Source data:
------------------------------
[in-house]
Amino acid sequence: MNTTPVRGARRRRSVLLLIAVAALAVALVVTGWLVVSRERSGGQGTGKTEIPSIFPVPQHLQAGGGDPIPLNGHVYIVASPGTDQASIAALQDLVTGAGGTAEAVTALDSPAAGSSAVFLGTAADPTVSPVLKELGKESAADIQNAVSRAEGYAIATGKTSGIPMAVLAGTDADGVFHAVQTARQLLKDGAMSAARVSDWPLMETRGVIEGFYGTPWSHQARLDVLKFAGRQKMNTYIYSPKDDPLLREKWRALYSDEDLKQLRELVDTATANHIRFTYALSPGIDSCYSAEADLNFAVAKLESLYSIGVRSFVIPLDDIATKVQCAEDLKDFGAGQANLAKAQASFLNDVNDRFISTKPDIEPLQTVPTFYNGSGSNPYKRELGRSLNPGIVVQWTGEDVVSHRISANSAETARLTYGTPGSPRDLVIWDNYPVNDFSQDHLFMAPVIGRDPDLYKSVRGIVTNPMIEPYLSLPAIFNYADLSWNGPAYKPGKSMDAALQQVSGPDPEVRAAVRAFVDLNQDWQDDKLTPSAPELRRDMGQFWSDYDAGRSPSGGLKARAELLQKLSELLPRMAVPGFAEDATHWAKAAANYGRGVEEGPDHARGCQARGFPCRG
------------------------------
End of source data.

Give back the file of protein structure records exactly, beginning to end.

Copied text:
[in-house]
Amino acid sequence: MNTTPVRGARRRRSVLLLIAVAALAVALVVTGWLVVSRERSGGQGTGKTEIPSIFPVPQHLQAGGGDPIPLNGHVYIVASPGTDQASIAALQDLVTGAGGTAEAVTALDSPAAGSSAVFLGTAADPTVSPVLKELGKESAADIQNAVSRAEGYAIATGKTSGIPMAVLAGTDADGVFHAVQTARQLLKDGAMSAARVSDWPLMETRGVIEGFYGTPWSHQARLDVLKFAGRQKMNTYIYSPKDDPLLREKWRALYSDEDLKQLRELVDTATANHIRFTYALSPGIDSCYSAEADLNFAVAKLESLYSIGVRSFVIPLDDIATKVQCAEDLKDFGAGQANLAKAQASFLNDVNDRFISTKPDIEPLQTVPTFYNGSGSNPYKRELGRSLNPGIVVQWTGEDVVSHRISANSAETARLTYGTPGSPRDLVIWDNYPVNDFSQDHLFMAPVIGRDPDLYKSVRGIVTNPMIEPYLSLPAIFNYADLSWNGPAYKPGKSMDAALQQVSGPDPEVRAAVRAFVDLNQDWQDDKLTPSAPELRRDMGQFWSDYDAGRSPSGGLKARAELLQKLSELLPRMAVPGFAEDATHWAKAAANYGRGVEEGPDHARGCQARGFPCRG